Two members of the original 1965 stadium committee attended a celebration of the new field Thursday. Roberts, who remembers the stadium’s initial construction, believes the original contributors who have since died would be “thrilled” with how the current community has taken up their work and improved upon it.

Bricks and pillars continue to be sold, for as little as $250 and as much as $25,000, as part of the Pillars for the Community fundraising group the renovation committee set up. That money will fund a phase two that likely will include replacing original concrete and possibly adding new bleachers. Both schools are contributing together annually to a fund that will allow for the necessary regular maintenance and then replacement of the turf in 10-12 years. 

“(The committee) all wanted the same thing. And when you get a bunch of ex-athletes in a room who all want the same thing for kids in the community, it goes pretty well,” Conway said. 

“It’s just been a Mount Pleasant family, if you will."

Geoff Kimmerly joined the MHSAA as its Media & Content Coordinator in Sept. 2011 after 12 years as Prep Sports Editor of the Lansing State Journal. He has served as Editor of Second Half since its creation in Jan. 2012. Contact him at [email protected] with story ideas for the Barry, Eaton, Ingham, Livingston, Ionia, Clinton, Shiawassee, Gratiot, Isabella, Clare and Montcalm counties.

PHOTOS: (Top) The Community Memorial Stadium turf includes the logos of both its home teams, the shamrock for Sacred Heart and the oil derrick for Mount Pleasant High. (Middle top) Supporters have given to the stadium and the schools' players in multiple ways, from buys bricks and pillars to hanging signs. (Middle below) Sacred Heart runs a play against Beal City during Friday's game. (Bottom) Mount Pleasant High and Midland Dow players warm up before their game Friday night.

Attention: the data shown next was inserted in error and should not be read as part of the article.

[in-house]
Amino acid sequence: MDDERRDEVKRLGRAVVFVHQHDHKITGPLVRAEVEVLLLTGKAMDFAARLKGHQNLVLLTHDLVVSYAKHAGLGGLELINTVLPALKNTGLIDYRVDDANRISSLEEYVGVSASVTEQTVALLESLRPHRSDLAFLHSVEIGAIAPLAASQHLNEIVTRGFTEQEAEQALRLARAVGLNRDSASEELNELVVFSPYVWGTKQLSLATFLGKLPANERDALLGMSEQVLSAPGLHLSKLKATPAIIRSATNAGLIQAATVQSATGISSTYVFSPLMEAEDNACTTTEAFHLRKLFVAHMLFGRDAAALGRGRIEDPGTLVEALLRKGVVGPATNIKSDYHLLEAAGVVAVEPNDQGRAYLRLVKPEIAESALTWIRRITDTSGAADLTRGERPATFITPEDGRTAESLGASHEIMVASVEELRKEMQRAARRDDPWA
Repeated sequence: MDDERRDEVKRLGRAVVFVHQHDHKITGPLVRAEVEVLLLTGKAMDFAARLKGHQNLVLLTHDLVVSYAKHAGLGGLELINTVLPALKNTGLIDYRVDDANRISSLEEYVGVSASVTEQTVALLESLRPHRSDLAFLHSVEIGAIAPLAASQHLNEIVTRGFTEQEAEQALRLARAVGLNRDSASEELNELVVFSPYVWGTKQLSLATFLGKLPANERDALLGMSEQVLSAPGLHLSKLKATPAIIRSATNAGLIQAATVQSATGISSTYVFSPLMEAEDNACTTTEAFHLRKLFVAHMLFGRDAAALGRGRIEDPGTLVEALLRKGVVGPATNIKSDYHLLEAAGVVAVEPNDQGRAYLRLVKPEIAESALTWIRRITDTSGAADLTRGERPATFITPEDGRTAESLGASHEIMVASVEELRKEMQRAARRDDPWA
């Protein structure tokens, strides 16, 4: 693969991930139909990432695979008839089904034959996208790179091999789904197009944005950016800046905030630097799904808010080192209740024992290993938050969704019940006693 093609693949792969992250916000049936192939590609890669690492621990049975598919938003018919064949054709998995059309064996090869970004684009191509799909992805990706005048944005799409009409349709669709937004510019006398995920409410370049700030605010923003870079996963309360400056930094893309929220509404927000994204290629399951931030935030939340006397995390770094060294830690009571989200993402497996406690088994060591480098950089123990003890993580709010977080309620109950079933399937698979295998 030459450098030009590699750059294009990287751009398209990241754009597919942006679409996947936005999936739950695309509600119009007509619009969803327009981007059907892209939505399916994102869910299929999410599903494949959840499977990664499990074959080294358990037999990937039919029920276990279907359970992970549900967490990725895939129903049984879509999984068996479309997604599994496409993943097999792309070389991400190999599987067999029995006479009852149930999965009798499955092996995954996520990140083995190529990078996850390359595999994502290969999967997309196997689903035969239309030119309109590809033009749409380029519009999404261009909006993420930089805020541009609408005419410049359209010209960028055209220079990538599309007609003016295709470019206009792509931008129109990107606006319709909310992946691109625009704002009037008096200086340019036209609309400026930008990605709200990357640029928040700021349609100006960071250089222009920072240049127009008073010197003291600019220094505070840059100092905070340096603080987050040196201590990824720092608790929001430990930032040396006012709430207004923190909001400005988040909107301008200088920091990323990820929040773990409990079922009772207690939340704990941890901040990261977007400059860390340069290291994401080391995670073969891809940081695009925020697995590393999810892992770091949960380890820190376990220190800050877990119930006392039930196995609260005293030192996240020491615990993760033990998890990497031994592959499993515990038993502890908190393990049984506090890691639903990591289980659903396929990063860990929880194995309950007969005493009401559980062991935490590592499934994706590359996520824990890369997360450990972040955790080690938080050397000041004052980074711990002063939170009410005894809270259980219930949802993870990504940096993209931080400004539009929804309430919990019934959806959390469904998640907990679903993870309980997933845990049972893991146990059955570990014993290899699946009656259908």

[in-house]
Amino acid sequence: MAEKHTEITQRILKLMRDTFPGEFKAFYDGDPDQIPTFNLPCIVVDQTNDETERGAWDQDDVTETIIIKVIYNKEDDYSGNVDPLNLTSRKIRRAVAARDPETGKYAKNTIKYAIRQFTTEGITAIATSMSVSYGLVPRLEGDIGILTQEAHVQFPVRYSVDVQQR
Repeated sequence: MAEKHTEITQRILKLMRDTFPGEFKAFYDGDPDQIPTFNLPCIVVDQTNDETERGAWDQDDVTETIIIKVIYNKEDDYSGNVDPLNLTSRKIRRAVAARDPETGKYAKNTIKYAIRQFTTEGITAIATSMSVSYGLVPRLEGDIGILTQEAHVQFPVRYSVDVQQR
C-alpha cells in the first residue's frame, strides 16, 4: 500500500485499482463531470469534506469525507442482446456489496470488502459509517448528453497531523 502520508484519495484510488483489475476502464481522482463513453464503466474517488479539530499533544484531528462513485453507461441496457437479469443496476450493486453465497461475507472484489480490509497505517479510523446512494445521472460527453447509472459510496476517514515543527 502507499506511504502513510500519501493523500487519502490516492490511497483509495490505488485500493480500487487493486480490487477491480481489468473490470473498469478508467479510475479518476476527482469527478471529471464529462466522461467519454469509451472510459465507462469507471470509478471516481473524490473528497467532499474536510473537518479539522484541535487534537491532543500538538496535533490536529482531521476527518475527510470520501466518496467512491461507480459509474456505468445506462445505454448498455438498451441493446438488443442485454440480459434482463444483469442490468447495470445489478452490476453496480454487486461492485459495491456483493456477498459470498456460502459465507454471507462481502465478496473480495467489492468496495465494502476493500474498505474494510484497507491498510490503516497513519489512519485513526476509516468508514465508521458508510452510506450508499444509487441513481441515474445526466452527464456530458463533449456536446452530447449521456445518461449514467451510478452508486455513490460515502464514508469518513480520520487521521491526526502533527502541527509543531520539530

A new gate at the north entrance welcomes fans to Mount Pleasant's Community Memorial Stadium. The gate is anchored by pillars highlighting some of the project's largest donors.






The parking lot-side of the stadium pressbox, like field below, includes banners of both teams that share the field.







The uprights are padded specific to the team on the field; red for Sacred Heart's Irish and dark blue for Mount Pleasant High's Oilers.









More than 5,000 fans filled the stadium for Friday's doubleheader, these mostly supporters of Mount Pleasant High after the Sacred Heart game against Beal City had ended.








Mendon 8-Player Championship Game Run Paced by Record-Setting Rushing

By Geoff Kimmerly senior editor

May 26, 2023

Mendon’s run to the Division 2 Final last fall included some of the strongest rushing performances over the history of 8-player football.

The Hornets ran for 4,317 yards, second-most all-time, on the second-most attempts (520) and with a record-setting 682 yards Oct. 14 against Marcellus. Mendon also set the record for total offense with 692 total in that game, and made the single-season touchdowns list with 76 including 66 rushing (also second on that list).

Junior Jack McCaw made the single-season scoring list with 212 points, most coming on 29 touchdowns, and Evan Lukeman made the single-game rushing list with 401 yards against Marcellus. Mendon’s defense also earned praise, twice making the fewest-first-downs-allowed list with a low of three.

See below for more recent additions to the 8-player portion of the football record book: